Tag Archives: spring 2003

World Light

Halldór Laxness Translated from the Icelandic by Magnus Magnusson Vintage ($16) by Laura Sims Over 100 pages into this novel, a character describes our protagonist, Olafur Karason, as "delicate and radiant, like a tender plant; every line of his body suggested a personal life, every movement an expression, every proportion a grace." This may come […]

Any Human Heart

William Boyd Alfred A. Knopf ($24.95) by Emily Johnston Novelist William Boyd has a fondness for framing devices: The Blue Afternoon told the story of a man's love affair while describing his daughter's new and enigmatic acquaintance with him decades later, and Brazzaville Beach opens with a woman at a seaside African cabin reflecting upon […]

Pattern Recognition

William Gibson Putnam ($25.95) by S. Clayton Moore With his eighth book, Pattern Recognition, futurist William Gibson opens new doors while resolutely keeping a finger on the pulse of the electronic underground. His female protagonist lends a cohesive sensitivity to a novel that fairly throbs with pulses of electronic intensity that shoot through a world […]


Joan London Grove Press ($23) by Bonnie Blader When I taught English to high-school students, I used to ask of each male protagonist we encountered, "Could this character have been female? Could this have been a woman's story?" Of Holden Caulfield, of Conrad's narrator in The Shadow Line, of Camus's stranger, of Knowles's Gene Forester […]

Stomping the Goyim

Michael Disend Green Integer ($12.95) by Michael Price Paraphrasing Frank O'Hara, the poet Ted Berrigan said "works of art that are not very amusing are usually not very amusing because they are not any good." He goes on to say that "amusing" does not mean funny, but rather something that "turns your muses on. That […]

Frontera Dreams

Paco Ignacio Taibo II Translated by Bill Verner Cinco Puntos Press ($13.95) by Kevin Carollo Detective Héctor Belascoarán Shayne is not all there: in Frontera Dreams, he often looks in the "mirror without recognizing himself". By the time we reach this novel, the seventh featuring Taibo's beleaguered sleuth, he has endured myriad wounds, slashes, and […]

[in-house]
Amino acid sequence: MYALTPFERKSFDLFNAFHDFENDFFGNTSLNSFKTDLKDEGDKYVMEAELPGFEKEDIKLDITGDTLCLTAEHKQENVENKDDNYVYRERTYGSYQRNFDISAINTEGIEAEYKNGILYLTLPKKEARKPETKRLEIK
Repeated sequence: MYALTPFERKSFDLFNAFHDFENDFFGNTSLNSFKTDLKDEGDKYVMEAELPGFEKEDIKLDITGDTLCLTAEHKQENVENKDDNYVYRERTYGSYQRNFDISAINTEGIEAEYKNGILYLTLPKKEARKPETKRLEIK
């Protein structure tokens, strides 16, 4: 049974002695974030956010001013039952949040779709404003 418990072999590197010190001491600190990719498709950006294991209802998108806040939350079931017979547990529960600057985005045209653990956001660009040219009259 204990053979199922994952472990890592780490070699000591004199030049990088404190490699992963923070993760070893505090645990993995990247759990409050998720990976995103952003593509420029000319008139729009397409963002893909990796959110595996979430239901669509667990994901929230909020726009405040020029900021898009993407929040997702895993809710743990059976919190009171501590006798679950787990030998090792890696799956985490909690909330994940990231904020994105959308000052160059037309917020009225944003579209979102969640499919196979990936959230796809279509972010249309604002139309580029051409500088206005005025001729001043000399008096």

Translating Mo'um

Cathy Park Hong Hanging Loose Press ($13) by Gabriella Ekman These days it is common to speak of the "borderland" tongues of second- and third-generation immigrant Americans—the hybrid linguistic pyrotechnics and "doubled consciousness" that result from growing up in two cultures at once. Cathy Park Hong is Korean-American, and Translating Mo'um, her fierce debut book […]

Flow Blue

Sarah Kennedy Elixir Press ($13) by Mark Pietrzykowski I'm sure there was a moment in the history of letters when the word "confessional" seemed a helpful sort of marker to pair with "poetry," when an author could claim to have written poems that mimicked the private hollows of their individual existence. It means little now, […]

Raising Eyebrows

Gary Barwin Coach House Books ($16.95) by M. David Dunn The trend toward new realism may have swept the strange from North American literature, but spontaneous transformations can occur at any time. Think of poor old Gregor Samsa. A metamorphosis like that can really mess with a person's sense of self. In his most recent […]

Beauty is Convulsive: The Passion of Frida Kahlo

Carole Maso Counterpoint Press ($24) by Laura Winton Composed in Carole Maso's unique poetic and fragmentary style, Beauty is Convulsive: The Passion of Frida Kahlo is many different things at once: a highly condensed biography of Kahlo's life, a voice for her words, and Maso's artistic "conversation" with Kahlo. Beauty is Convulsive samples freely from […]